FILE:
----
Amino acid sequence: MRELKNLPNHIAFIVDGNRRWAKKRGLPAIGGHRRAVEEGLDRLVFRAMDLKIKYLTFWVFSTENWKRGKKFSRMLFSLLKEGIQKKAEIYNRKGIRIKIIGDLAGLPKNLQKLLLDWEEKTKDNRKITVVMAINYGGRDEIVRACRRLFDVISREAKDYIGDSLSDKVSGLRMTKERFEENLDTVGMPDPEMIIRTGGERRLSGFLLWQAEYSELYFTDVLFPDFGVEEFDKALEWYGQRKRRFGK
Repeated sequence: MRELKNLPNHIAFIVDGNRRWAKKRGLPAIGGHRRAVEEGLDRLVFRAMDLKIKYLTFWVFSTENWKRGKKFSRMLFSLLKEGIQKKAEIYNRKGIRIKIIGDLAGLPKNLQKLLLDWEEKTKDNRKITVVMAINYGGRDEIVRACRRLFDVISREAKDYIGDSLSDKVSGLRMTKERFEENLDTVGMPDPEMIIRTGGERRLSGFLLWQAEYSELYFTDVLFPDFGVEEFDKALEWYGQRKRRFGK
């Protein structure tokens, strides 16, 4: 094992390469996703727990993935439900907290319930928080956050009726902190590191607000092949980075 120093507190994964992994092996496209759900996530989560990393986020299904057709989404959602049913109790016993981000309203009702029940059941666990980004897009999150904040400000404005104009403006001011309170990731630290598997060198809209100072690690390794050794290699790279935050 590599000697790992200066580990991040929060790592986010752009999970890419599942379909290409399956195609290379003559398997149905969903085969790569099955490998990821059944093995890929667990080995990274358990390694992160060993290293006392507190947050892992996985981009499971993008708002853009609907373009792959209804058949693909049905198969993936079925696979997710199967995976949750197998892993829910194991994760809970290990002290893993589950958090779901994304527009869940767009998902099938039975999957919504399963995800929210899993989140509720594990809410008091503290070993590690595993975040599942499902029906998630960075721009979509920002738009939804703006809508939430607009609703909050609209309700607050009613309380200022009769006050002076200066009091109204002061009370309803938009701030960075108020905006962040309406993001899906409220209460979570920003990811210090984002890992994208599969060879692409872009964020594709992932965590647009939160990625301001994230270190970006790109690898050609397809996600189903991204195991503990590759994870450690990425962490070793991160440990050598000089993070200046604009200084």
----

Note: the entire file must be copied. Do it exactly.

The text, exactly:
Amino acid sequence: MRELKNLPNHIAFIVDGNRRWAKKRGLPAIGGHRRAVEEGLDRLVFRAMDLKIKYLTFWVFSTENWKRGKKFSRMLFSLLKEGIQKKAEIYNRKGIRIKIIGDLAGLPKNLQKLLLDWEEKTKDNRKITVVMAINYGGRDEIVRACRRLFDVISREAKDYIGDSLSDKVSGLRMTKERFEENLDTVGMPDPEMIIRTGGERRLSGFLLWQAEYSELYFTDVLFPDFGVEEFDKALEWYGQRKRRFGK
Repeated sequence: MRELKNLPNHIAFIVDGNRRWAKKRGLPAIGGHRRAVEEGLDRLVFRAMDLKIKYLTFWVFSTENWKRGKKFSRMLFSLLKEGIQKKAEIYNRKGIRIKIIGDLAGLPKNLQKLLLDWEEKTKDNRKITVVMAINYGGRDEIVRACRRLFDVISREAKDYIGDSLSDKVSGLRMTKERFEENLDTVGMPDPEMIIRTGGERRLSGFLLWQAEYSELYFTDVLFPDFGVEEFDKALEWYGQRKRRFGK
């Protein structure tokens, strides 16, 4: 094992390469996703727990993935439900907290319930928080956050009726902190590191607000092949980075 120093507190994964992994092996496209759900996530989560990393986020299904057709989404959602049913109790016993981000309203009702029940059941666990980004897009999150904040400000404005104009403006001011309170990731630290598997060198809209100072690690390794050794290699790279935050 590599000697790992200066580990991040929060790592986010752009999970890419599942379909290409399956195609290379003559398997149905969903085969790569099955490998990821059944093995890929667990080995990274358990390694992160060993290293006392507190947050892992996985981009499971993008708002853009609907373009792959209804058949693909049905198969993936079925696979997710199967995976949750197998892993829910194991994760809970290990002290893993589950958090779901994304527009869940767009998902099938039975999957919504399963995800929210899993989140509720594990809410008091503290070993590690595993975040599942499902029906998630960075721009979509920002738009939804703006809508939430607009609703909050609209309700607050009613309380200022009769006050002076200066009091109204002061009370309803938009701030960075108020905006962040309406993001899906409220209460979570920003990811210090984002890992994208599969060879692409872009964020594709992932965590647009939160990625301001994230270190970006790109690898050609397809996600189903991204195991503990590759994870450690990425962490070793991160440990050598000089993070200046604009200084």